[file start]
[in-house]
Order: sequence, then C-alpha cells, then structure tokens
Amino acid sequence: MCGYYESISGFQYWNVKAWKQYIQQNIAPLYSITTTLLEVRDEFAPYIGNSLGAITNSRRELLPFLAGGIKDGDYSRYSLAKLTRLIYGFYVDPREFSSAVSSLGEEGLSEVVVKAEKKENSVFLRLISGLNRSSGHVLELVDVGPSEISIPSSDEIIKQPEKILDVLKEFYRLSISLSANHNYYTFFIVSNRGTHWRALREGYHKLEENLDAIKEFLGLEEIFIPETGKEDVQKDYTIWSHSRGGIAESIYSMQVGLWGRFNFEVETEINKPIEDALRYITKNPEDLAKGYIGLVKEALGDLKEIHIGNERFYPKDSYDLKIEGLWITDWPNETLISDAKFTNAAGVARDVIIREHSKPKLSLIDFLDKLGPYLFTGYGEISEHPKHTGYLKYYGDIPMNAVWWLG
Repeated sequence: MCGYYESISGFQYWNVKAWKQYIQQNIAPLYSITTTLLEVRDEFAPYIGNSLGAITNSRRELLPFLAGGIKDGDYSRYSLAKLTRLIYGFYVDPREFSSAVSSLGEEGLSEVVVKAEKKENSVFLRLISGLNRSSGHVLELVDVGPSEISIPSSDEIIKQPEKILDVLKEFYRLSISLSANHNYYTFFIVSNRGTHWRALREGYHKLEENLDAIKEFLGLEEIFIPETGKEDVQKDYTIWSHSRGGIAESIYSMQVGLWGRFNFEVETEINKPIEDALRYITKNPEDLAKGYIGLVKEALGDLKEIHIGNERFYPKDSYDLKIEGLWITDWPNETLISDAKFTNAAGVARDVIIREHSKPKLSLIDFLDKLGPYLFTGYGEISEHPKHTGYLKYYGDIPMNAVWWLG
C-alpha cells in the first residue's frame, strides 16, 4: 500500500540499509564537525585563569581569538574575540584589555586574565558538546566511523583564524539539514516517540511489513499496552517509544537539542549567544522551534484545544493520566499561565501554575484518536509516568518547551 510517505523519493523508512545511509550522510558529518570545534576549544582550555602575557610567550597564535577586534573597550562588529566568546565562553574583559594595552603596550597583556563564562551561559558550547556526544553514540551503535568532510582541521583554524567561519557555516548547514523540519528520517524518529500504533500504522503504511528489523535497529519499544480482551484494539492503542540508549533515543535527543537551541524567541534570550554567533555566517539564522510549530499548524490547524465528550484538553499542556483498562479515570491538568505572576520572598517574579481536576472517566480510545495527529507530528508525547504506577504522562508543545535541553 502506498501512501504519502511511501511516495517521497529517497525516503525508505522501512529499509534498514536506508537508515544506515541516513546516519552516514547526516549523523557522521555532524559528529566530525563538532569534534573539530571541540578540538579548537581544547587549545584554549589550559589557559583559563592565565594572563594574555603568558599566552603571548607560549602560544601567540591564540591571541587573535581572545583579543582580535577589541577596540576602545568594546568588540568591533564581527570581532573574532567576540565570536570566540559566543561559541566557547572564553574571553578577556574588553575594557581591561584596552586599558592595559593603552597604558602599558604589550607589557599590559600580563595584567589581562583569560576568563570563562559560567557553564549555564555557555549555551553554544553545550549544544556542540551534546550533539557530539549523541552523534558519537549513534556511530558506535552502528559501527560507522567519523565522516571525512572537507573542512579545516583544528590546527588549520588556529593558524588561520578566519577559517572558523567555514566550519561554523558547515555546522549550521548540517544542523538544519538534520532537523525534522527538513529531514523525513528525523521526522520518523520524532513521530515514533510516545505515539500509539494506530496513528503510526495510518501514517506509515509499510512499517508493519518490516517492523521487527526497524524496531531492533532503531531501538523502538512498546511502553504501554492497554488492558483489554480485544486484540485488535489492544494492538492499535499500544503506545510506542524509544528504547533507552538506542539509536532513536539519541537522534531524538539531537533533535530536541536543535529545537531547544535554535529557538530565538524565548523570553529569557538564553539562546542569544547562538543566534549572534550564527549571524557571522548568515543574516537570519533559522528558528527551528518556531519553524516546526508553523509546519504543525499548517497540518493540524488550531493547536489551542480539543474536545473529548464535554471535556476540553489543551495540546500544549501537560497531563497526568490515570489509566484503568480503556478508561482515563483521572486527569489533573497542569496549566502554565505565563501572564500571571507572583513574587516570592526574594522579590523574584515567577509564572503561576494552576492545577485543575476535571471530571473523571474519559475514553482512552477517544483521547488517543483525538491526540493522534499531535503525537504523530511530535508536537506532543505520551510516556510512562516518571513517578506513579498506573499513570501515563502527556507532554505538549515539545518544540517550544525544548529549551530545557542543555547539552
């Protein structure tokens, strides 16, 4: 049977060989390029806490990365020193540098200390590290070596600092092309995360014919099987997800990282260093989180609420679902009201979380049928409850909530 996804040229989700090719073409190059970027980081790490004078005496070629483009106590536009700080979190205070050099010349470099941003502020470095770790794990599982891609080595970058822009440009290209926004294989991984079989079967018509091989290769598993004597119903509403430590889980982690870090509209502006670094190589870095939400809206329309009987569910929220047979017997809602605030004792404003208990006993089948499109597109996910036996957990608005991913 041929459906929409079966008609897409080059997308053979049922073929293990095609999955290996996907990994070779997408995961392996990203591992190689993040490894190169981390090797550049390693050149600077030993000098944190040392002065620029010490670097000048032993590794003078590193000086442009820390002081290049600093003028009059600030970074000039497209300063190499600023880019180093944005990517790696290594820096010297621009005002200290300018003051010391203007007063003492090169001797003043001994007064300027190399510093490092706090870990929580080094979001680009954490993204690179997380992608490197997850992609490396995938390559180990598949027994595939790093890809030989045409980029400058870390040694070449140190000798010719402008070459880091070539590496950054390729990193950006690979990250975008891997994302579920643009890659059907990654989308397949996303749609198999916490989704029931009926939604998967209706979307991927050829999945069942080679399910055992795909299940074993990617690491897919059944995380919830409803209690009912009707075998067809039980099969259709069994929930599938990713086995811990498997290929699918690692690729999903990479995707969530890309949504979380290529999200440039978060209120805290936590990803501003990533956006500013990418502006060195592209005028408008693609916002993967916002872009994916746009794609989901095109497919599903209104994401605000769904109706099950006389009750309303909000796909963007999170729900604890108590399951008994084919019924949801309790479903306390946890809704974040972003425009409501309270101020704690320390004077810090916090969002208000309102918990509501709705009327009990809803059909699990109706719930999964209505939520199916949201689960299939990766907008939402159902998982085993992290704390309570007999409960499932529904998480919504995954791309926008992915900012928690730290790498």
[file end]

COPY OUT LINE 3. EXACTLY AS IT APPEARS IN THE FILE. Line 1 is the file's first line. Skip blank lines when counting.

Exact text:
Amino acid sequence: MCGYYESISGFQYWNVKAWKQYIQQNIAPLYSITTTLLEVRDEFAPYIGNSLGAITNSRRELLPFLAGGIKDGDYSRYSLAKLTRLIYGFYVDPREFSSAVSSLGEEGLSEVVVKAEKKENSVFLRLISGLNRSSGHVLELVDVGPSEISIPSSDEIIKQPEKILDVLKEFYRLSISLSANHNYYTFFIVSNRGTHWRALREGYHKLEENLDAIKEFLGLEEIFIPETGKEDVQKDYTIWSHSRGGIAESIYSMQVGLWGRFNFEVETEINKPIEDALRYITKNPEDLAKGYIGLVKEALGDLKEIHIGNERFYPKDSYDLKIEGLWITDWPNETLISDAKFTNAAGVARDVIIREHSKPKLSLIDFLDKLGPYLFTGYGEISEHPKHTGYLKYYGDIPMNAVWWLG